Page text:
The world is faced with some big problems now and one of the chief ones among them is climate change and how it will only continue to get worse. There is just not enough push from governments and key business players to get consumers and big businesses to cut down on their carbon emissions. Carbon tax advocacy groups think they have the solution but they have just not had the funding to make a significant impact as far as implementing an across the board carbon tax. That is until now when some pretty big businesses have put some hefty financial support behind a new carbon tax advocacy group. 

Who are these big business players that have stepped up to the plate and delivered? The companies are First , Exelon Corp and the American Wind Association (AWEA). They are backing a new carbon tax advocacy group called ‘Americans for Carbon Dividends’. Of course all of these businesses stand to profit from a carbon tax because they deal with renewable or other clean energy sources but that makes their monetary backing of the carbon tax advocacy group no less significant. 

How Does a Carbon Tax Work? 

For those of you who do not know how a carbon tax works we will provide you with a quick summary here. 

One of the biggest sources of global warming and pollution is the burning of fossil fuels. A carbon tax is an additional tax that will be placed on such fossil fuels as gasoline and diesel fuel that when burned cause a tremendous amount of COto be emitted into the atmosphere. These emissions are harmful to the air we all breathe and are said to be are widely thought to be a major contributor to global warming too. 

Since the US is a free-market society, it’s thought that as the cost of such COemitting fuels as gasoline and diesel fuel rise, Americans would naturally start to seek out lower cost alternative energy sources for such things as use in their cars and trucks. This would in turn stem the flow of fossil fuel produced COemissions into the air. Some groups claim this can cut down on fossil fuel emissions as much as 50% over the next few decades. 

When a ‘carbon dividend’ is attached to a carbon tax it provides a payment back to individual consumers which further encourage them to seek out alternative fuel sources and further reduce their dependence on fossil fuel use. 

A Strong Carbon Tax Bill Failed To Gain Traction As Recently As 2017 

It must also be noted that a carbon tax bill recently failed to gain traction in 2017 in the US House of Representatives. What’s interesting about this bill is it was not brought forward despite the fact it was backed by two highly respected political elder statesmen in former Secretary of States James A. Baker III and George P. Shultz.  

The bill was thought to have a good chance to be brought forward because it was well thought out and prepared. It was what the writers of the bill called a ‘conservative climate solution’. That’s because it was said to be based on free-market principles which is the basis for most current business models.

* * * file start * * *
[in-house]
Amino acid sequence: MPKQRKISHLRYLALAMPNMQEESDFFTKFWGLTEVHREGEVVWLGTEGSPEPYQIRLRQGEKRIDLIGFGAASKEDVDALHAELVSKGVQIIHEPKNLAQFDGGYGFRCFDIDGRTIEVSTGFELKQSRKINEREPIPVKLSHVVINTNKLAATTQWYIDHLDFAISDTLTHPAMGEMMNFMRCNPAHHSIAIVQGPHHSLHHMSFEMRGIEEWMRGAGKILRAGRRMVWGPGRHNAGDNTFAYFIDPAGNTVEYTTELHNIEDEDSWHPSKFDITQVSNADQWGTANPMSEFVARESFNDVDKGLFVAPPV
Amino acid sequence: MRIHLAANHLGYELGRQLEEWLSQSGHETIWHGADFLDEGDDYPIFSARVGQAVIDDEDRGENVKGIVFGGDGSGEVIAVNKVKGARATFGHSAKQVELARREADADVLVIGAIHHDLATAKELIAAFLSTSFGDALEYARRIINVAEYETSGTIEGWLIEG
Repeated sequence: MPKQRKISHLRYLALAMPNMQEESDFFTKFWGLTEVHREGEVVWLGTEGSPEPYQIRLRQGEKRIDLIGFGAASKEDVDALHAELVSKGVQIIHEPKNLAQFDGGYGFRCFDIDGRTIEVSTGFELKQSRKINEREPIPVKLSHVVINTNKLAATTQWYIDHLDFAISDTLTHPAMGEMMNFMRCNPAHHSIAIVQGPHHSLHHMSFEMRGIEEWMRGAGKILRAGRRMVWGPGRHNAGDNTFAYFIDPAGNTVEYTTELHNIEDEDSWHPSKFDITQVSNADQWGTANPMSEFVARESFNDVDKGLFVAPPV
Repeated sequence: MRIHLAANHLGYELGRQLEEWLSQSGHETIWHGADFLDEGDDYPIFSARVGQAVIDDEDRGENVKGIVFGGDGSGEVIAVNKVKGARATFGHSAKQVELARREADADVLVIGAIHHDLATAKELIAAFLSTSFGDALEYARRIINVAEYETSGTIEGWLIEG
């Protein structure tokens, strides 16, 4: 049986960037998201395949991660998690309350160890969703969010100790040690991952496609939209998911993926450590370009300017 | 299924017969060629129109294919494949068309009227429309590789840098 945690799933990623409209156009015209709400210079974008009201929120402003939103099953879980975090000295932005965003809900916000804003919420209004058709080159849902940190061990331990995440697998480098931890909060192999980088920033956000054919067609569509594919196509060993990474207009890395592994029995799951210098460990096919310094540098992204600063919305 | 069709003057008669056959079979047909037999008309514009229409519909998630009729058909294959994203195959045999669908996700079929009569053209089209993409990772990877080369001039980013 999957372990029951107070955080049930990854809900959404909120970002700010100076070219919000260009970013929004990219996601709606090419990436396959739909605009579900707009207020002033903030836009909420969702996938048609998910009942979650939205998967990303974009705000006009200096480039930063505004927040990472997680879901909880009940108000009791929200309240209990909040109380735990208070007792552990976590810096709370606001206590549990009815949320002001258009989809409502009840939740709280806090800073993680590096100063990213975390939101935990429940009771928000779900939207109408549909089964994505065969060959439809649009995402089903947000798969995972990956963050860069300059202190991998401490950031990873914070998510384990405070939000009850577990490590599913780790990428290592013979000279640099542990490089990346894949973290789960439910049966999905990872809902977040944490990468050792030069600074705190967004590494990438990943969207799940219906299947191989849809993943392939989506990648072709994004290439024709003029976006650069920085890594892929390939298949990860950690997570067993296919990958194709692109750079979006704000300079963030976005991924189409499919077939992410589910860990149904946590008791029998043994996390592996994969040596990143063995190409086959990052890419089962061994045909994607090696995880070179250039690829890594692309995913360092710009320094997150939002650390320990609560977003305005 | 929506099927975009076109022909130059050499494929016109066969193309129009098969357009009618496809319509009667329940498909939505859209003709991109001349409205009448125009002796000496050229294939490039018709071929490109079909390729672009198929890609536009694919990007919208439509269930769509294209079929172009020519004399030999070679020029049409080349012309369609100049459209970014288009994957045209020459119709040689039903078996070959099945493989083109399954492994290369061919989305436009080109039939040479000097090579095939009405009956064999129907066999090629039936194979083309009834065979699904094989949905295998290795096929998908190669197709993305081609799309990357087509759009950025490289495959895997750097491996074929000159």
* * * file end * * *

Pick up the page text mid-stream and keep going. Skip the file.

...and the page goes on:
Despite all this, the US House of Representatives is currently clearly opposed to any carbon tax because they feel it will hurt the American economy too much. Although it must be noted that it seems in 2018 that more republicans are starting to get onboard when it comes to passing some sort of carbon dividend legislation. 

So what’s Different About the ‘Americans for Carbon Dividends’ Group? 

As we have previously mentioned ‘Americans for Carbon Dividends’ group now appears to be well-funded. That is something many of the previous unsuccessful carbon tax advocacy groups were sadly lacking. It’s no secret that in today’s political environment money talks and expands your sphere of influence in political circles. The group has already said to have millions of dollars in funding led by a 1 million dollar donation from Exelon Corp. That’s significant because the group has not even started a formal fundraising campaign yet. 

The group is also led by influential former Republican Senator Trent Lott who has managed to get the backing of former Federal Reserve chair Janet Yellen. This is very important in this movement gaining traction because she strongly feels that the carbon tax ‘makes sense’ and will not hurt the American economy. 

It is clear that in the current political atmosphere a climate or carbon tax is not a high priority. But maybe, just maybe; this new carbon tax advocacy group can gain enough political support to change that. 

For more climate change news visit Climate Change 

Sources: 

https://www.greentechmedia.com/articles/read/exelon-first-solar-and-awea-support-new-carbon-tax-advocacy-group#gs.VE8i9ds  

https://www.nytimes.com/2017/02/07/science/a-conservative-climate-solution-republican-group-calls-for-carbon-tax.html   

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